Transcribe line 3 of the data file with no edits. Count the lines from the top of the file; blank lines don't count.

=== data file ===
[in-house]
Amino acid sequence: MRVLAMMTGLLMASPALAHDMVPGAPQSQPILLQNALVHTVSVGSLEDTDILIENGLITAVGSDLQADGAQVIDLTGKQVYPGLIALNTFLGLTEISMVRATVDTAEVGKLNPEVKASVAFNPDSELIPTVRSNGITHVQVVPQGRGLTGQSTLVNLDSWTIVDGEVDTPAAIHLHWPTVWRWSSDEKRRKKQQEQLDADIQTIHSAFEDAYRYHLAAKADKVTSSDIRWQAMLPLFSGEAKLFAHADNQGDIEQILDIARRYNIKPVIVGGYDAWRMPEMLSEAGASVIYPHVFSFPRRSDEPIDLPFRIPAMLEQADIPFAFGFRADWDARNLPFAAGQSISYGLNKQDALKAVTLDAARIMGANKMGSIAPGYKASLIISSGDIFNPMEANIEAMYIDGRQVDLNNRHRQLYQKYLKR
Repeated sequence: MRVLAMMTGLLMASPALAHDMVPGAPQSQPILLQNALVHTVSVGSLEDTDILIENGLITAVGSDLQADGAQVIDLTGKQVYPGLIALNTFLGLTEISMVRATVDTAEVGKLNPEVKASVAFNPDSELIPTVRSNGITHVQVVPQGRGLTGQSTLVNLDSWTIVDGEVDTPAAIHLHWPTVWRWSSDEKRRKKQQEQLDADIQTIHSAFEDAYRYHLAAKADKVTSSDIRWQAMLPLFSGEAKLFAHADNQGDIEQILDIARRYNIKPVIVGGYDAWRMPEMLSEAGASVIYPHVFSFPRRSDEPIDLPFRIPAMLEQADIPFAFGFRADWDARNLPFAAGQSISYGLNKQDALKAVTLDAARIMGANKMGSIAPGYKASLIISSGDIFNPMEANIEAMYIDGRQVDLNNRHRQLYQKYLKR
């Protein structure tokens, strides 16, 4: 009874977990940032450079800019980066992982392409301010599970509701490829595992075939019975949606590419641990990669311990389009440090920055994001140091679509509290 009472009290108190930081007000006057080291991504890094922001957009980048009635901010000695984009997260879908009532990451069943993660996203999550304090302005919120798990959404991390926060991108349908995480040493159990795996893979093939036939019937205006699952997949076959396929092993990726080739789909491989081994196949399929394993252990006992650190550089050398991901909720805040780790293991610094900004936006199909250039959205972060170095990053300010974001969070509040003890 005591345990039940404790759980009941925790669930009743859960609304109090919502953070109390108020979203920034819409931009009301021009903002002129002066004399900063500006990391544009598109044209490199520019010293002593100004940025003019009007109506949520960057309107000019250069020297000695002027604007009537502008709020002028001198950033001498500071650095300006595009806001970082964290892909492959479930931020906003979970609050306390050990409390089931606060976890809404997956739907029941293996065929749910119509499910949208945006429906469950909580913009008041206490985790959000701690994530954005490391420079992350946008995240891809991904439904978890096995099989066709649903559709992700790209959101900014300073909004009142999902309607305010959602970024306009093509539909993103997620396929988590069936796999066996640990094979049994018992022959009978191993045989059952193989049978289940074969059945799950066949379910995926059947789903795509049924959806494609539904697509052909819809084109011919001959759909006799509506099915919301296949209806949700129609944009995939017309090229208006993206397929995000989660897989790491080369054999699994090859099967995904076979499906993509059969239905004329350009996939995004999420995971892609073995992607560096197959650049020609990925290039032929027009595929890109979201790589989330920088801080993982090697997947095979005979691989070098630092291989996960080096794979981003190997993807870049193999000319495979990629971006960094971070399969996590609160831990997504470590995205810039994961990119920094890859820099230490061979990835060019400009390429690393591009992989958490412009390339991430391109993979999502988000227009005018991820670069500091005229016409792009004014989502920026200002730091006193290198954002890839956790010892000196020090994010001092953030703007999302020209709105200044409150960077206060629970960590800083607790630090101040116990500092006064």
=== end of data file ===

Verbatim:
Repeated sequence: MRVLAMMTGLLMASPALAHDMVPGAPQSQPILLQNALVHTVSVGSLEDTDILIENGLITAVGSDLQADGAQVIDLTGKQVYPGLIALNTFLGLTEISMVRATVDTAEVGKLNPEVKASVAFNPDSELIPTVRSNGITHVQVVPQGRGLTGQSTLVNLDSWTIVDGEVDTPAAIHLHWPTVWRWSSDEKRRKKQQEQLDADIQTIHSAFEDAYRYHLAAKADKVTSSDIRWQAMLPLFSGEAKLFAHADNQGDIEQILDIARRYNIKPVIVGGYDAWRMPEMLSEAGASVIYPHVFSFPRRSDEPIDLPFRIPAMLEQADIPFAFGFRADWDARNLPFAAGQSISYGLNKQDALKAVTLDAARIMGANKMGSIAPGYKASLIISSGDIFNPMEANIEAMYIDGRQVDLNNRHRQLYQKYLKR